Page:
In the weeks and months that followed David’s death, I was very afraid. If I couldn’t keep David safe at our home, how could I keep the other children safe at school, ball practice and Scouts? Was I always going to feel broken? As time passed, would David be forgotten as our fourth child, a brother, a cousin, a friend?
I got my answers, some right away, and the fear started to subside. Our children went back to school and practice and Scouts where they were cared for and loved and safe. The next year Scott was born and that sweet baby showed us that we could find joy again. Our family and friends supported us as we learned to live without David. They “showed up”: with dinner, with invitations for our children to their family outings, with understanding as David’s cousins and friends celebrated milestones he was missing, with listening hearts and hugs when we didn’t even know we needed them. They have continued to remember him all these years, generously sharing their memories with us. Time has brought new people into our lives, most of whom have never met David, but who listen and love on us as if they had.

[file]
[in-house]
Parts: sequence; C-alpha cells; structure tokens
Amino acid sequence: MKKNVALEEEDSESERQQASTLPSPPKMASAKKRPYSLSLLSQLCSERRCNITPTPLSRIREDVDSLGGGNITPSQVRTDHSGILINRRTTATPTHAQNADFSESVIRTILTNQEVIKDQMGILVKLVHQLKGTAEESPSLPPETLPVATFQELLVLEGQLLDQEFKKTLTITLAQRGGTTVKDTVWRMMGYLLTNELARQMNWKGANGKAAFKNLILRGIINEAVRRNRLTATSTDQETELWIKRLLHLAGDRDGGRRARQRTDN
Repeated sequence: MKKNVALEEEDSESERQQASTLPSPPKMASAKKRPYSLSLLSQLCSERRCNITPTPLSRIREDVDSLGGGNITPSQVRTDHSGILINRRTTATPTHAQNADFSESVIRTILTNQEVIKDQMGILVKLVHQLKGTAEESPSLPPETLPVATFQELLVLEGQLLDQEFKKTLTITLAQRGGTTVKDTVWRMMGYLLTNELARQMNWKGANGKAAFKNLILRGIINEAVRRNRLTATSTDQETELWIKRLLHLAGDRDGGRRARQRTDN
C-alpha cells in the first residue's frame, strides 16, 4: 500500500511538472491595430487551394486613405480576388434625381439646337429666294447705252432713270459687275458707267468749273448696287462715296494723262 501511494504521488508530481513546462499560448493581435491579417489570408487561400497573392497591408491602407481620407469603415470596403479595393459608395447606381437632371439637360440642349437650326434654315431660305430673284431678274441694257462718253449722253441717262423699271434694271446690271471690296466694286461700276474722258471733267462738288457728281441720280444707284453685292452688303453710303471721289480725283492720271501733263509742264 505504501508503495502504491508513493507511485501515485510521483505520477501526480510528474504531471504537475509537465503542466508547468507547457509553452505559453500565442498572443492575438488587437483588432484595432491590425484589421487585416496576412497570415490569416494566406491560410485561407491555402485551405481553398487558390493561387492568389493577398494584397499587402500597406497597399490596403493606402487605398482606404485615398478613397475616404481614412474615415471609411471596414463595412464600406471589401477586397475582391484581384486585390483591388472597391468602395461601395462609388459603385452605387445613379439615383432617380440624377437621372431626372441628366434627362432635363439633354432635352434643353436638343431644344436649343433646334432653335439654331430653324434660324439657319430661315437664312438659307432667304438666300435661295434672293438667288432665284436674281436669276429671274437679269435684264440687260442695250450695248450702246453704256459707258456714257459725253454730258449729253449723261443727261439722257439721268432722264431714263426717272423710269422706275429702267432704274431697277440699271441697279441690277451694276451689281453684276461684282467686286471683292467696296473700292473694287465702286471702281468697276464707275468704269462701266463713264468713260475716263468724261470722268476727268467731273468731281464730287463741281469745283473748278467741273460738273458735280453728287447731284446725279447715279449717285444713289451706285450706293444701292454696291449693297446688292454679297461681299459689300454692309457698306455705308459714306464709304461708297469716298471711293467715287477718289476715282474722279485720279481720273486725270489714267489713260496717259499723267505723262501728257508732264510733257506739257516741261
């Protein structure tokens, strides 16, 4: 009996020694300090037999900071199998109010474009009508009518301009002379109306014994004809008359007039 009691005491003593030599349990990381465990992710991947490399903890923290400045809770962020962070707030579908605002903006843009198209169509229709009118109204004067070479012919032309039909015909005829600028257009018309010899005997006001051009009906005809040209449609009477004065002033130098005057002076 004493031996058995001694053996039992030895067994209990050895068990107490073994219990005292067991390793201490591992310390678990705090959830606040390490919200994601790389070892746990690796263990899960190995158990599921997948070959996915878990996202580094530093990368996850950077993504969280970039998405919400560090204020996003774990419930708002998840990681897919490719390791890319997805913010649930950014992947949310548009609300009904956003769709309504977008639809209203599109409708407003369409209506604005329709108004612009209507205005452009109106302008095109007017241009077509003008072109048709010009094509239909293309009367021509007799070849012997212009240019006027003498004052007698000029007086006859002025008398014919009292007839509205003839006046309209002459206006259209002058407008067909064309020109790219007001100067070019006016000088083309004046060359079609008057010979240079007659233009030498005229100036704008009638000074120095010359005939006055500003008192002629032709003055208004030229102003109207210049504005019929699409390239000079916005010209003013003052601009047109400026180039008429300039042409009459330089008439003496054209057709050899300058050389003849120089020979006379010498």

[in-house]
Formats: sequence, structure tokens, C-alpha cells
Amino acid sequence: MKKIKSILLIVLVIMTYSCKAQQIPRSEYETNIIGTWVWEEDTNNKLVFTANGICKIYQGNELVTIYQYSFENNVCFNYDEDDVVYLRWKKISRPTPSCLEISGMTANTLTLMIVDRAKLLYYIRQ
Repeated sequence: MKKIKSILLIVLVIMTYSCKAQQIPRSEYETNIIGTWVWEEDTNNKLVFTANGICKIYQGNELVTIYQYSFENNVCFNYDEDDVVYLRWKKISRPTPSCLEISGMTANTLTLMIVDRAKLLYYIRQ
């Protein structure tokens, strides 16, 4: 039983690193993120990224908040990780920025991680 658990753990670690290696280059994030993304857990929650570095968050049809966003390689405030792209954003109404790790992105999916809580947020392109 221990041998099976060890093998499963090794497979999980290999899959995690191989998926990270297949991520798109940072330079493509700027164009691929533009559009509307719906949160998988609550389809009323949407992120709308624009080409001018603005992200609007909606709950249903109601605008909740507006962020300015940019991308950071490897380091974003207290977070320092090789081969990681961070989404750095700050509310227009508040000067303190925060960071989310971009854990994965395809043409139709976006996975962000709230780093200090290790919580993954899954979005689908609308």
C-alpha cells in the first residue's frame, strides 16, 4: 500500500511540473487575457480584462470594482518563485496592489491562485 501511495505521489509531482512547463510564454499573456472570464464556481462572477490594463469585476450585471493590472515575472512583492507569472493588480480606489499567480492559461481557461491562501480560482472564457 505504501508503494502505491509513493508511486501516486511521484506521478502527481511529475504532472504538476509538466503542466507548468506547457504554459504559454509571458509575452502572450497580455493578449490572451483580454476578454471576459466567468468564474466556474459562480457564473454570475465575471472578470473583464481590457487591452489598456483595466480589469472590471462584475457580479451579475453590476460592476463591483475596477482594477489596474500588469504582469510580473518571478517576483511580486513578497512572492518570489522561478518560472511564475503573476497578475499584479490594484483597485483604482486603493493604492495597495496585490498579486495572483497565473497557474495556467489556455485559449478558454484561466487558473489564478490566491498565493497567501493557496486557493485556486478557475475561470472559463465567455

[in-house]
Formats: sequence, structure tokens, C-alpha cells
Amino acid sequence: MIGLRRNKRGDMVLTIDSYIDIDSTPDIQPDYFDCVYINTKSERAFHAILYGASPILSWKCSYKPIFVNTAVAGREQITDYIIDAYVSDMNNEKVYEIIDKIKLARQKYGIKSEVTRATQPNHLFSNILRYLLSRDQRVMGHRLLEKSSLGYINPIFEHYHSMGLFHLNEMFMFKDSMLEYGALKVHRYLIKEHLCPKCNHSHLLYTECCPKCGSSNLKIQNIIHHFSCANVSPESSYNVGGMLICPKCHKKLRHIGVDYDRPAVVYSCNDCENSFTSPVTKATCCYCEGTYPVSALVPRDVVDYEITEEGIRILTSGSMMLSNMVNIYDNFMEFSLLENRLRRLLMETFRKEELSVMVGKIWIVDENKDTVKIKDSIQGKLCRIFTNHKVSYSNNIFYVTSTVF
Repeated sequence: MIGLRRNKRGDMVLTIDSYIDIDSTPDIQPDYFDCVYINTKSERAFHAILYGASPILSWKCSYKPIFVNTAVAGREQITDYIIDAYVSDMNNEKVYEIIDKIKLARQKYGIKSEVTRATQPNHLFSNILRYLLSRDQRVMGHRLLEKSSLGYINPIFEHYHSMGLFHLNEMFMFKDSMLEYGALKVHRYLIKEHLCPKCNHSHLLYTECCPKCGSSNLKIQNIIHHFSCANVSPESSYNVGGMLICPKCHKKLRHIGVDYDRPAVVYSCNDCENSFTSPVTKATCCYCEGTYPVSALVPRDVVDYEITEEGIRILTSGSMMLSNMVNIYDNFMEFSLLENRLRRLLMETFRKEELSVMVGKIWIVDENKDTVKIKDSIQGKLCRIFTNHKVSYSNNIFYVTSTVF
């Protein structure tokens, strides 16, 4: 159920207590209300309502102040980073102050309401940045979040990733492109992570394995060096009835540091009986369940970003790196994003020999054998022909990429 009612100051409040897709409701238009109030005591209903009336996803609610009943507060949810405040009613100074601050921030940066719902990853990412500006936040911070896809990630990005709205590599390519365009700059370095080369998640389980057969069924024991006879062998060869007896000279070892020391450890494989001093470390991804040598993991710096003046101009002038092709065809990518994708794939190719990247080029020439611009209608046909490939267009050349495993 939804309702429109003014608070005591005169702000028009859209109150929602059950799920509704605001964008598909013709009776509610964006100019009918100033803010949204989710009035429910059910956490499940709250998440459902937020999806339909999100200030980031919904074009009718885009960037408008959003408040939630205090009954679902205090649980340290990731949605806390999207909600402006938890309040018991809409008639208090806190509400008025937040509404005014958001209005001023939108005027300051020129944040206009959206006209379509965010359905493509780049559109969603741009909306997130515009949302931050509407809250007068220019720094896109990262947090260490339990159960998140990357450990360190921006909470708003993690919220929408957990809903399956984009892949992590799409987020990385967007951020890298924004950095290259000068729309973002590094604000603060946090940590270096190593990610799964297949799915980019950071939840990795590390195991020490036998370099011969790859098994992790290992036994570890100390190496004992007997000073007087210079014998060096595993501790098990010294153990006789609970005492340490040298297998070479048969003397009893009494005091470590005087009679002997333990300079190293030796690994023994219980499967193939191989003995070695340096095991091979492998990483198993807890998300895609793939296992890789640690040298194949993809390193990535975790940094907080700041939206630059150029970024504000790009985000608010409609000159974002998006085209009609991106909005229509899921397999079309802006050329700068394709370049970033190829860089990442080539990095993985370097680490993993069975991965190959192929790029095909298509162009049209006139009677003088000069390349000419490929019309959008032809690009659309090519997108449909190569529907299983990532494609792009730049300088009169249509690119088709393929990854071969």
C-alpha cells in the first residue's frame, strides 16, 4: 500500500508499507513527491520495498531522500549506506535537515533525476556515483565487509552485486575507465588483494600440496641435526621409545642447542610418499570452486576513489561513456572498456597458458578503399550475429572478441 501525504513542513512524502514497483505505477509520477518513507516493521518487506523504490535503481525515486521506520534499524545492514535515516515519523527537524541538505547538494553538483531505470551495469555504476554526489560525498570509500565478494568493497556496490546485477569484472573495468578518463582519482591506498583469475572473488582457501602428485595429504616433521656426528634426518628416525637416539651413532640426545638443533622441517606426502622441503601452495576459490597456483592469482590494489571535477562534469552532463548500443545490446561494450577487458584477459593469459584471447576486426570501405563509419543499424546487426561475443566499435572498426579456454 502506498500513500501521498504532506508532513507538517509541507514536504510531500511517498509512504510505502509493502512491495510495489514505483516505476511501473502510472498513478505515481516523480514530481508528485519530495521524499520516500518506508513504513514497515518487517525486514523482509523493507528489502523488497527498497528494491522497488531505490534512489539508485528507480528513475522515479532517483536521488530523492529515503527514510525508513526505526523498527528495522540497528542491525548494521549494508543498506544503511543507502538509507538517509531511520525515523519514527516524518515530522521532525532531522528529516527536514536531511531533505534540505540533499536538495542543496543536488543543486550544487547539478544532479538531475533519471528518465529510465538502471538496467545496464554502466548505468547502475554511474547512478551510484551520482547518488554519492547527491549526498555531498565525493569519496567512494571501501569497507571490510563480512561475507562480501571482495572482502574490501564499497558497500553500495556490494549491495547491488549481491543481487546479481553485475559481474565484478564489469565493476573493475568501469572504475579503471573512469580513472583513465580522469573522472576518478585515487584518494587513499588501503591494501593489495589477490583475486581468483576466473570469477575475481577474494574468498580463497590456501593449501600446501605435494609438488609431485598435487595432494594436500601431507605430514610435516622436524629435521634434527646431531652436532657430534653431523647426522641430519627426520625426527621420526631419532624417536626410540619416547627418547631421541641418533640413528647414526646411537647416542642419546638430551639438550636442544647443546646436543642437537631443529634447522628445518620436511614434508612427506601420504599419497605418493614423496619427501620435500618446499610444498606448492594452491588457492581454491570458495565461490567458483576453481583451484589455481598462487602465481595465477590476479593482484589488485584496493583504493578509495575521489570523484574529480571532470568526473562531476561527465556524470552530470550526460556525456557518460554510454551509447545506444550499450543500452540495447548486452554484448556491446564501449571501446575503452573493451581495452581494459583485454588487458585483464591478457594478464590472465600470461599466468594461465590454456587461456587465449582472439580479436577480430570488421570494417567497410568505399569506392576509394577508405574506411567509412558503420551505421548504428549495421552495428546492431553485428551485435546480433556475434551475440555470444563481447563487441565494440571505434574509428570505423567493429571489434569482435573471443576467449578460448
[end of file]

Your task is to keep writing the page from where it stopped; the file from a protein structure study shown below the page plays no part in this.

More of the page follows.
And then something happened that I never even thought about when David died. We became grandparents and our children made sure their children knew “Uncle David”. His picture hangs in all of their homes, Mason shares his name, they play with his toys, know that today is his birthday, and they remind me, every day, that though the season of grief never ends, it mercifully changes.
** This guest blog was written by Mary Showalter in honor of her beautiful son who died 20 years ago when he was 2 years and 8 months old. **